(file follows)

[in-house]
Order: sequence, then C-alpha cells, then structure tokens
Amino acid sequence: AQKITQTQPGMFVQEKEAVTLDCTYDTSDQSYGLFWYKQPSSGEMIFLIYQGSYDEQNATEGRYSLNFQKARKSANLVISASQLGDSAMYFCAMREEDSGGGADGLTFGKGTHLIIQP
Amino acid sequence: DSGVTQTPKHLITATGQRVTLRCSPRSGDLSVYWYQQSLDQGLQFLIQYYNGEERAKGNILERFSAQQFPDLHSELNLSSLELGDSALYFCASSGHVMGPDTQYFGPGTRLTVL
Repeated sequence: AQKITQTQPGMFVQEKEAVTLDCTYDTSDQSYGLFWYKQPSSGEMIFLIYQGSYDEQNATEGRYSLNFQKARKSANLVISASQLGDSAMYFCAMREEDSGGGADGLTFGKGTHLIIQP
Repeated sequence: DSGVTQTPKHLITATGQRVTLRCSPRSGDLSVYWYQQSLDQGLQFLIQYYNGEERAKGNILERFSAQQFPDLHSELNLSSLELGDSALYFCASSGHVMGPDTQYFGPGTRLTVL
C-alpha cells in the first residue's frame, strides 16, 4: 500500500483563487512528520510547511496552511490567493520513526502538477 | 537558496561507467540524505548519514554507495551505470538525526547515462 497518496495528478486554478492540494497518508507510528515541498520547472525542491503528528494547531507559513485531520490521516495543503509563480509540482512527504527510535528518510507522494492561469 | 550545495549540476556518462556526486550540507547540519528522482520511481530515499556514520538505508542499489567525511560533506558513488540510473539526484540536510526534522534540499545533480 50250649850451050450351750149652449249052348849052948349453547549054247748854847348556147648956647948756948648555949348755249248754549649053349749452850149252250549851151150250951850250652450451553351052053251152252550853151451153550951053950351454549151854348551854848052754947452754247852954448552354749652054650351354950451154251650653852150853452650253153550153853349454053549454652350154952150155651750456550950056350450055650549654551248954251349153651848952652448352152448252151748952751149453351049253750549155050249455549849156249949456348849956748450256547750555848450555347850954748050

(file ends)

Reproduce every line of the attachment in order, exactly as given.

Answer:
[in-house]
Order: sequence, then C-alpha cells, then structure tokens
Amino acid sequence: AQKITQTQPGMFVQEKEAVTLDCTYDTSDQSYGLFWYKQPSSGEMIFLIYQGSYDEQNATEGRYSLNFQKARKSANLVISASQLGDSAMYFCAMREEDSGGGADGLTFGKGTHLIIQP
Amino acid sequence: DSGVTQTPKHLITATGQRVTLRCSPRSGDLSVYWYQQSLDQGLQFLIQYYNGEERAKGNILERFSAQQFPDLHSELNLSSLELGDSALYFCASSGHVMGPDTQYFGPGTRLTVL
Repeated sequence: AQKITQTQPGMFVQEKEAVTLDCTYDTSDQSYGLFWYKQPSSGEMIFLIYQGSYDEQNATEGRYSLNFQKARKSANLVISASQLGDSAMYFCAMREEDSGGGADGLTFGKGTHLIIQP
Repeated sequence: DSGVTQTPKHLITATGQRVTLRCSPRSGDLSVYWYQQSLDQGLQFLIQYYNGEERAKGNILERFSAQQFPDLHSELNLSSLELGDSALYFCASSGHVMGPDTQYFGPGTRLTVL
C-alpha cells in the first residue's frame, strides 16, 4: 500500500483563487512528520510547511496552511490567493520513526502538477 | 537558496561507467540524505548519514554507495551505470538525526547515462 497518496495528478486554478492540494497518508507510528515541498520547472525542491503528528494547531507559513485531520490521516495543503509563480509540482512527504527510535528518510507522494492561469 | 550545495549540476556518462556526486550540507547540519528522482520511481530515499556514520538505508542499489567525511560533506558513488540510473539526484540536510526534522534540499545533480 50250649850451050450351750149652449249052348849052948349453547549054247748854847348556147648956647948756948648555949348755249248754549649053349749452850149252250549851151150250951850250652450451553351052053251152252550853151451153550951053950351454549151854348551854848052754947452754247852954448552354749652054650351354950451154251650653852150853452650253153550153853349454053549454652350154952150155651750456550950056350450055650549654551248954251349153651848952652448352152448252151748952751149453351049253750549155050249455549849156249949456348849956748450256547750555848450555347850954748050